âThe cool thing about fiction is that you can have interesting characters and randomly bump them against each other. It forces you to understand what’s going on. An example of that in this book is with Cicely and the Landlord, the guy who owns the apartment Cicely and her dad live in. Once you force Cicely to cross him, you can build the characters by seeing how they react to each other. It takes you to places where you surprise yourself. “
There are also some fun times to laugh out loud.
âI wanted to write something literary but with genre elements it wasn’t just someone who contemplates the state of the universe. As one of my teachers said, the key is to get the reader to turn to page two. How do you make sure people keep going?
The setting resembles that of Sarasota after the recession, but magnified. For example, Cicely and her father do not have a reliable water source in their house.
âYes, it was like the aftermath of the steroid financial crash. I took any Sarasota issues or challenges and upped the frequency at the expense of the great things in life here. It’s dystopian; it is not realistic. That’s not to say Sarasota doesn’t have its dark side, or that there aren’t a lot of horrible things going on here. But the public image of Sarasota is so bright and bright. The weather is nice. I wanted to pick up the boulder and look at what was below.
How would you describe the place where Cicely works? Again, thinking of Sarasota, it feels like the Cheetah Club and Robarts Arena have had a baby.
“There is a place in Twin peaks, which takes place in a small town in Washington state called Roadhouse, and that’s where it all happens. Teenagers meet there after school, criminals get together to discuss their plans, musicians play – everyone knows each other. I had this idea in my head as the place where everything happens because there is nowhere to go. It’s cheap, ugly, degrading, and it’s the only place Cicely has a connection to the outside world. This is where she talks and has other interactions with other adult human beings. I needed a place that would allow all of these types of interactions.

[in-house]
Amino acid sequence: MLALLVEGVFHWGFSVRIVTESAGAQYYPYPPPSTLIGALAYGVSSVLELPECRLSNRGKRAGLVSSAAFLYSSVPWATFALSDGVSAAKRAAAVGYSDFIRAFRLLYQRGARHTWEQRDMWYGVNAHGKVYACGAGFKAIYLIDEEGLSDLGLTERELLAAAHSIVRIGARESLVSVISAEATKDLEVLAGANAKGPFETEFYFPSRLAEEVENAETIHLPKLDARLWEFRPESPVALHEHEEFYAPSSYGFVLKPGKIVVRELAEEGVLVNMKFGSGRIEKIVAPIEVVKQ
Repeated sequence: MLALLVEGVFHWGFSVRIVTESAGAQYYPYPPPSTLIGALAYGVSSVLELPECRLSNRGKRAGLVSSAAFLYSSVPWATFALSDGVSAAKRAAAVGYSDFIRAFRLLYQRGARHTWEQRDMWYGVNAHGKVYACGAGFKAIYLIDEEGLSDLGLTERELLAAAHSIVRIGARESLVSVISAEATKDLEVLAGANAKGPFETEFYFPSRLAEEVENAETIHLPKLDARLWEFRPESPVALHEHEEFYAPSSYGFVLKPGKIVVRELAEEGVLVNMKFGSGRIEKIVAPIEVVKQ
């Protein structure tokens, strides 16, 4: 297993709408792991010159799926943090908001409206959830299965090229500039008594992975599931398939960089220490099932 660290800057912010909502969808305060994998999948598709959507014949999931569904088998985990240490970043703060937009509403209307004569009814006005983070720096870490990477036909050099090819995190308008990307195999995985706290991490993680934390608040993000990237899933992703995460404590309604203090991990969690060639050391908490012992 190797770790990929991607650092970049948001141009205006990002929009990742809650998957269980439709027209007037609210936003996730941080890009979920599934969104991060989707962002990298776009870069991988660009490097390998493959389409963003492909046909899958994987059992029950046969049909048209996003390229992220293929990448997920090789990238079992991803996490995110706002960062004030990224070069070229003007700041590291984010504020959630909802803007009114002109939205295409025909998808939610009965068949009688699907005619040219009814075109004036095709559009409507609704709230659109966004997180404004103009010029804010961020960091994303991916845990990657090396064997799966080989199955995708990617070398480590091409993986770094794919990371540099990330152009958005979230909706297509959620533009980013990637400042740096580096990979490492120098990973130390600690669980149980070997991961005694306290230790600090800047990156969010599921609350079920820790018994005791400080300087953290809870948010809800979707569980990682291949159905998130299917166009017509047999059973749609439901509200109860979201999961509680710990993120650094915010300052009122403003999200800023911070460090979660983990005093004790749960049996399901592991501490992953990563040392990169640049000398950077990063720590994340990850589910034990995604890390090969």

The red tide is also a point of intrigue, and you were working on this book at the same time as the horrible bloom of 2018. Was it a coincidence?
âYes it was. The first time I heard about the red tide was after the 2005-2006 blooms that lasted for months. I remember hearing hotels say people were canceling trips. . When I worked for Creative Loafing, I wrote a story about it that forced me to understand science. The point is that the flowering goes away, and everyone forgets about it. I wanted to include it as a background because when I was writing the book not many people knew about it or talked about it. Then came 2018. â
Was it difficult to write from a female character’s perspective?
âIt was a challenge, and something that I had and I’m afraid to do. Using the limited third-person perspective instead of trying to write a first-person story has helped a lot. I’m not trying to speak in another person’s voice, but rather describe what’s going on and then dive into the character’s mind here and there. I also incorporated feedback from women who were mentors in my writing program, classmates, my editor and, of course, my wife. It was all vital.
Sarasota Magazinethe artistic director of, Gigi Ortwein, designed the cover of Dead fish wind– talk about this collaboration.
âMadville Publishing has designers who make great covers, but I love Gigi’s work. So I asked her if she would agree to try a blanket for me. She came up with some ideas, we shared them and my editor liked them.
What do you want readers to take away from the book?
âI have no message; there is no take out. I just want to provide a pleasant experience, something a little provocative. If someone reads it and it stays with them, that’s all that matters.
Dead fish wind will be published by Madville Publishing on January 20, 2022; you can pre-order a copy from Bookstore1Sarasota. Levey-Baker will also be hosting a book release party on January 20, 2022 in Fogartyville, downtown Sarasota. Tickets cost $ 20 and include a copy of the book. For more information, click here.